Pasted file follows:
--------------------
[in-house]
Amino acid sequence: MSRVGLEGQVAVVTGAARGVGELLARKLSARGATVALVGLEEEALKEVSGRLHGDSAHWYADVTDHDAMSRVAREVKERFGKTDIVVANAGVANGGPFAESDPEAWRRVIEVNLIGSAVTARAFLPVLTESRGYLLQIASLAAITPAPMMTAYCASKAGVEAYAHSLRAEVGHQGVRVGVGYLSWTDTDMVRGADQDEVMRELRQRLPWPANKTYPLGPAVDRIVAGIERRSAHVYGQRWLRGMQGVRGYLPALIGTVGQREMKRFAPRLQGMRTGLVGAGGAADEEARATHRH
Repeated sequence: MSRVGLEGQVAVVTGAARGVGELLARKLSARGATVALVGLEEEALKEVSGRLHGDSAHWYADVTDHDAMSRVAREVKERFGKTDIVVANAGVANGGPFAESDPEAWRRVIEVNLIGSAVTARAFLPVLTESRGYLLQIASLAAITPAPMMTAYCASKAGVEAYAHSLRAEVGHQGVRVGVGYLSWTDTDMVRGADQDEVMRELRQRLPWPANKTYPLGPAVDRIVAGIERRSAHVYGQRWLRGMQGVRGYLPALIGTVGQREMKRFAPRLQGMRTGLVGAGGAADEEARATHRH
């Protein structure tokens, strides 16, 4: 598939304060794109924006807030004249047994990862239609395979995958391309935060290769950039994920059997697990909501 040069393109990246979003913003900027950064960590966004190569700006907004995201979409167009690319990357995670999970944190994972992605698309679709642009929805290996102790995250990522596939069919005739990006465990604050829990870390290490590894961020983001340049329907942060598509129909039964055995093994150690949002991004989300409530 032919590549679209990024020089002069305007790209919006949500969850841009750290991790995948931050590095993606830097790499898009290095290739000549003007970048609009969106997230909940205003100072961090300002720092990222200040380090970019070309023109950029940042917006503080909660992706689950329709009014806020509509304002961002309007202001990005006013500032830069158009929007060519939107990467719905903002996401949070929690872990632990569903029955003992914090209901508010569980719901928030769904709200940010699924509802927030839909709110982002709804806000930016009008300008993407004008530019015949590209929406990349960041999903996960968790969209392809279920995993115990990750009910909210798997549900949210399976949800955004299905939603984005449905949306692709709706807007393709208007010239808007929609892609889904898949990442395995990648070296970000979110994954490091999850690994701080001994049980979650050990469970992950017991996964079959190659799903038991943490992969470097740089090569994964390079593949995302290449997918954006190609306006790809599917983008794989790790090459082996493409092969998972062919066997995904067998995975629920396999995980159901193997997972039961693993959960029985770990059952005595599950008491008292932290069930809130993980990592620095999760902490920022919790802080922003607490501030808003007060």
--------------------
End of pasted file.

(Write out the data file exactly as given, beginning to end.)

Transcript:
[in-house]
Amino acid sequence: MSRVGLEGQVAVVTGAARGVGELLARKLSARGATVALVGLEEEALKEVSGRLHGDSAHWYADVTDHDAMSRVAREVKERFGKTDIVVANAGVANGGPFAESDPEAWRRVIEVNLIGSAVTARAFLPVLTESRGYLLQIASLAAITPAPMMTAYCASKAGVEAYAHSLRAEVGHQGVRVGVGYLSWTDTDMVRGADQDEVMRELRQRLPWPANKTYPLGPAVDRIVAGIERRSAHVYGQRWLRGMQGVRGYLPALIGTVGQREMKRFAPRLQGMRTGLVGAGGAADEEARATHRH
Repeated sequence: MSRVGLEGQVAVVTGAARGVGELLARKLSARGATVALVGLEEEALKEVSGRLHGDSAHWYADVTDHDAMSRVAREVKERFGKTDIVVANAGVANGGPFAESDPEAWRRVIEVNLIGSAVTARAFLPVLTESRGYLLQIASLAAITPAPMMTAYCASKAGVEAYAHSLRAEVGHQGVRVGVGYLSWTDTDMVRGADQDEVMRELRQRLPWPANKTYPLGPAVDRIVAGIERRSAHVYGQRWLRGMQGVRGYLPALIGTVGQREMKRFAPRLQGMRTGLVGAGGAADEEARATHRH
């Protein structure tokens, strides 16, 4: 598939304060794109924006807030004249047994990862239609395979995958391309935060290769950039994920059997697990909501 040069393109990246979003913003900027950064960590966004190569700006907004995201979409167009690319990357995670999970944190994972992605698309679709642009929805290996102790995250990522596939069919005739990006465990604050829990870390290490590894961020983001340049329907942060598509129909039964055995093994150690949002991004989300409530 032919590549679209990024020089002069305007790209919006949500969850841009750290991790995948931050590095993606830097790499898009290095290739000549003007970048609009969106997230909940205003100072961090300002720092990222200040380090970019070309023109950029940042917006503080909660992706689950329709009014806020509509304002961002309007202001990005006013500032830069158009929007060519939107990467719905903002996401949070929690872990632990569903029955003992914090209901508010569980719901928030769904709200940010699924509802927030839909709110982002709804806000930016009008300008993407004008530019015949590209929406990349960041999903996960968790969209392809279920995993115990990750009910909210798997549900949210399976949800955004299905939603984005449905949306692709709706807007393709208007010239808007929609892609889904898949990442395995990648070296970000979110994954490091999850690994701080001994049980979650050990469970992950017991996964079959190659799903038991943490992969470097740089090569994964390079593949995302290449997918954006190609306006790809599917983008794989790790090459082996493409092969998972062919066997995904067998995975629920396999995980159901193997997972039961693993959960029985770990059952005595599950008491008292932290069930809130993980990592620095999760902490920022919790802080922003607490501030808003007060």